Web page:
The forty-fifth annual convention of the New York State Woman Suffrage Association (NYSWSA) was held at the Centenary Church (now Landmark Church) in downtown Binghamton on October 14–17, 1913. Its story began one year earlier.
In 1912, Binghamton suffrage activists Margaret Topliff and Ida Wales Gitchell had founded a Votes for Women Club headquartered in downtown Binghamton. Attending the forty-fourth annual NYSWSA convention in Utica, they resolved to have the next year's convention in Binghamton. Though other cities also vied for the event, Topliff and Gitchell campaigned so effectively at the Utica convention that Binghamton was selected for the 1913 event.
The convention was held at the Centenary Methodist Episcopal Church (now Landmark Church). The church was built in 1866, on the hundredth anniversary of Methodism in the United States, hence the name "Centenary."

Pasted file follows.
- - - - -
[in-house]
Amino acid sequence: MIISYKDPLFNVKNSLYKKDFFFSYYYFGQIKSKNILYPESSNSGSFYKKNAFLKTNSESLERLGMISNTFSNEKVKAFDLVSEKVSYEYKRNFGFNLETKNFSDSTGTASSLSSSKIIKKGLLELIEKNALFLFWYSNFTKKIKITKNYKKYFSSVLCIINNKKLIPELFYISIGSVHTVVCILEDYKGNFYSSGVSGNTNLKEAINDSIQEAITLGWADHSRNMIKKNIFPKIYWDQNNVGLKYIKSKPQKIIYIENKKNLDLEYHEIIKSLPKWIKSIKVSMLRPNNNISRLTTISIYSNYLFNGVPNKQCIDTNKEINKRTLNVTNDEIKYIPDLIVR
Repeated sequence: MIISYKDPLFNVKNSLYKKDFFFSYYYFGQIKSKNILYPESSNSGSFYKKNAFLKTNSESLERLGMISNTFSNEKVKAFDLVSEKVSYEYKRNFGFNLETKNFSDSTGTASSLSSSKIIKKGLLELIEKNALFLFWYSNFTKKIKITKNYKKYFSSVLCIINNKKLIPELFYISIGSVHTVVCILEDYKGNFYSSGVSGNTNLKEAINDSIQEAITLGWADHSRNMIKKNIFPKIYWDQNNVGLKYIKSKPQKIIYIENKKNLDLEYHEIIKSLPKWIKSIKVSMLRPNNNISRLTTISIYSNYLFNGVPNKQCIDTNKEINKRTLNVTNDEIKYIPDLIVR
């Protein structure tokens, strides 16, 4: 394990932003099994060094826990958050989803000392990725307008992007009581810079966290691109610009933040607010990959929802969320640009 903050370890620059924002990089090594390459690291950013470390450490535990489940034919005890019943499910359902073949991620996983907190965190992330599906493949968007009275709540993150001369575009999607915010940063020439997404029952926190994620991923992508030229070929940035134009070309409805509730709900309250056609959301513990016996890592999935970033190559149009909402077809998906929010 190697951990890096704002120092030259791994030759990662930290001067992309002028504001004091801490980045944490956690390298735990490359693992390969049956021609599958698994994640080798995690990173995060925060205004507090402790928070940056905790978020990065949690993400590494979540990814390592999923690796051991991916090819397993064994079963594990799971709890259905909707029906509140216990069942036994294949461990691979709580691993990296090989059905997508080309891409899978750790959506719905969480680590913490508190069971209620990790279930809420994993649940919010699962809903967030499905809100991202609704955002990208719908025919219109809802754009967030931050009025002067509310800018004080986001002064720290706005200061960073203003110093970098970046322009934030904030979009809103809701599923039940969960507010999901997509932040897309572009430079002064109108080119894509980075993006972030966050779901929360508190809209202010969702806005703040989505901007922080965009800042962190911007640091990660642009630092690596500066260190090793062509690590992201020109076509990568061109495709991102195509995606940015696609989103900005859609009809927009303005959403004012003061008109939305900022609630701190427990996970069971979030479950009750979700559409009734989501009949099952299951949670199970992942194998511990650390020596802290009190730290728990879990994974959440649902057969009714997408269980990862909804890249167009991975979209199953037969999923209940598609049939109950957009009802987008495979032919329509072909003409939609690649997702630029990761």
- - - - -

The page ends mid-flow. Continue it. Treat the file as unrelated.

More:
The convention began with a parade from Binghamton's Court House Square to the church, witnessed by large crowds. Organizational and planning meetings involving some 162 delegates were held over the next three days.
A ballot proposition to extend the franchise to women in New York State would be decided in the general election of 1915, so the need to plan future campaigning was particularly urgent. (The measure failed at the polls, but a similar measure passed in 1917, making New York the fourteenth state—and by far the largest—to institute woman suffrage.)
On October 7, 2017, New York's suffrage centenary was celebrated with a reenactment of the 1913 parade and convention. One year later, on October 6, 2018, a more modest reenactment preceded the dedication of a historical marker funded by the William G. Pomeroy Foundation.
Thanks to Christopher Philippo for historical research.